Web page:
When Craig Harris exploded onto the jazz scene in 1976, he brought the entire history of the jazz trombone with him. From the growling gutbucket intensity of early New Orleans music through the refined, articulate improvisation of the modern era set forth by J.J. Johnson, into the confrontational expressionism of the ‘60s avant-garde, Craig handled the total vernacular the way a skilled orator utilizes the spoken word. He has performed with a veritable Who’s Who of progressive jazz’s most important figures and his own projects display both a unique sense of concept and a total command of the sweeping expanse of musical expression. It is those two qualities that have dominated Craig’s forty years of activity, bringing him far beyond the confines of the jazz world into the sphere of multimedia and performance art as composer, performer, conceptualist, music curator, and artistic director. Craig, who comes from a tradition of art as a cultural facilitation to help promote change, has employed his musical voice to comment on social injustice with projects including God’s Trombones, based on James Weldon Johnson’s book of sermons.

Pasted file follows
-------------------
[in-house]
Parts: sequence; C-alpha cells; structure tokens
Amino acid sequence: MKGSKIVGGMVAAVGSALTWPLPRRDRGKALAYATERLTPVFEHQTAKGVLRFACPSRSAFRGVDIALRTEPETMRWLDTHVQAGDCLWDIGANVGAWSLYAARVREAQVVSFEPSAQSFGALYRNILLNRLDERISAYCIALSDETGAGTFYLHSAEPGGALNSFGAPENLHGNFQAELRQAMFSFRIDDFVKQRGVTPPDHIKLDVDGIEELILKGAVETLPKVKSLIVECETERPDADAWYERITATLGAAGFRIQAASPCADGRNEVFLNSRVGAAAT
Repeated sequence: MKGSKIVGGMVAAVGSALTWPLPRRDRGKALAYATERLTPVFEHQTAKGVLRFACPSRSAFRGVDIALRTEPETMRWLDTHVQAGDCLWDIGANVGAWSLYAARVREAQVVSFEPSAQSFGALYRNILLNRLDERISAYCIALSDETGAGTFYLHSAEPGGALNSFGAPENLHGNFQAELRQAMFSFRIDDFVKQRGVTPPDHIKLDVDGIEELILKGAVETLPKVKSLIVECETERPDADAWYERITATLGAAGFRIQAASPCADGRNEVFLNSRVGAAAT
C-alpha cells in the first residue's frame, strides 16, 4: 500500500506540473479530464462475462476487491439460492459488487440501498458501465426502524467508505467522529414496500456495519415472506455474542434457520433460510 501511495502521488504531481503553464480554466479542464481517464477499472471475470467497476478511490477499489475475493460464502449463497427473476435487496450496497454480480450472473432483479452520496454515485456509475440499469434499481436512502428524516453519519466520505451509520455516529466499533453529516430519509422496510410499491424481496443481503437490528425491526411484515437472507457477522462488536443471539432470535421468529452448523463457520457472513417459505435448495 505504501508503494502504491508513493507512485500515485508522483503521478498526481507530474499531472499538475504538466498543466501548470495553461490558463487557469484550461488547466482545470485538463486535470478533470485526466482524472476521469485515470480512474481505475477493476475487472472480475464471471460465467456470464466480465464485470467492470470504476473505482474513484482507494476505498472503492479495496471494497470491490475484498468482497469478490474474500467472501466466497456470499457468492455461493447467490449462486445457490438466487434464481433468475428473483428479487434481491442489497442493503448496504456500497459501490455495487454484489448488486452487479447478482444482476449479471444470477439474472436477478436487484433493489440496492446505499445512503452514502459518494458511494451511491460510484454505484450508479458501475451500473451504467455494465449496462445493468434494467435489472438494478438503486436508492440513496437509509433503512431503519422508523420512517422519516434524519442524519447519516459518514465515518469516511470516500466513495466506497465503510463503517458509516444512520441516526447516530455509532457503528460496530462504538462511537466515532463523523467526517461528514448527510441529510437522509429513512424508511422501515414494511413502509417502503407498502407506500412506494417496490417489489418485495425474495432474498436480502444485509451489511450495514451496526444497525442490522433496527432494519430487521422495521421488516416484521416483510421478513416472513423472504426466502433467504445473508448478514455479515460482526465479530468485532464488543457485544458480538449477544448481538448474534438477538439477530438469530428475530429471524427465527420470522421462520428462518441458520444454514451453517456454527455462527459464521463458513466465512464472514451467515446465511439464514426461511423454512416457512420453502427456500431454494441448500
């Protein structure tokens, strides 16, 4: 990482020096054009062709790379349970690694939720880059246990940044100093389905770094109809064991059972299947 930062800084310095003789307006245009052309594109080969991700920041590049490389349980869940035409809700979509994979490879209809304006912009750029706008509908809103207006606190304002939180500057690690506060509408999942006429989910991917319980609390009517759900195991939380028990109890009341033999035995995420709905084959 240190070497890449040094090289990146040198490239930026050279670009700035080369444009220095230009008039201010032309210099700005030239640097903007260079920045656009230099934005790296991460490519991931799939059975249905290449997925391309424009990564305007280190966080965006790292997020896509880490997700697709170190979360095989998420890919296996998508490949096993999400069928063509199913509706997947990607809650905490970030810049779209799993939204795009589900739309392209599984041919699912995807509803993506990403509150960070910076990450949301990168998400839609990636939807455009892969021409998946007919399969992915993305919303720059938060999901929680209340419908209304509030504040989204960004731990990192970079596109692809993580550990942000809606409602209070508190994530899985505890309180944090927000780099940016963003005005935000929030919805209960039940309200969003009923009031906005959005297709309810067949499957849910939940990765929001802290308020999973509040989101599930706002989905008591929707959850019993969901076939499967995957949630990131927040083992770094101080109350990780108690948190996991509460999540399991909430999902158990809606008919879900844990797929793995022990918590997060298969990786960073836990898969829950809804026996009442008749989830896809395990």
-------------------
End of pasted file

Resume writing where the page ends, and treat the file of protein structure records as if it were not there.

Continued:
Featuring: Adam Klipple – piano, Calvin Jones – bass, Shirazette Tinnin – drums, and Craig Harris – trombone

First set: 12pm-12:45pm (15 min break); Second set: 1pm-1:45pm

Cost: $15

Location
Greater Calvary Baptist Church 
43-55 West 124th Street
New York NY 10027 US

Duke’s Keys Vol. 3: Helen Sung

Jazz For Curious Listeners

December 18, 2018 8:00pm – 10:00pm

When the National Jazz Museum in Harlem received a white 1917 Kramer baby grand piano that belonged to Duke Ellington, it came along with the request that it be played. In our third Duke’s Keys performance, the dynamic pianist and composer Helen Sung will share her musical offerings.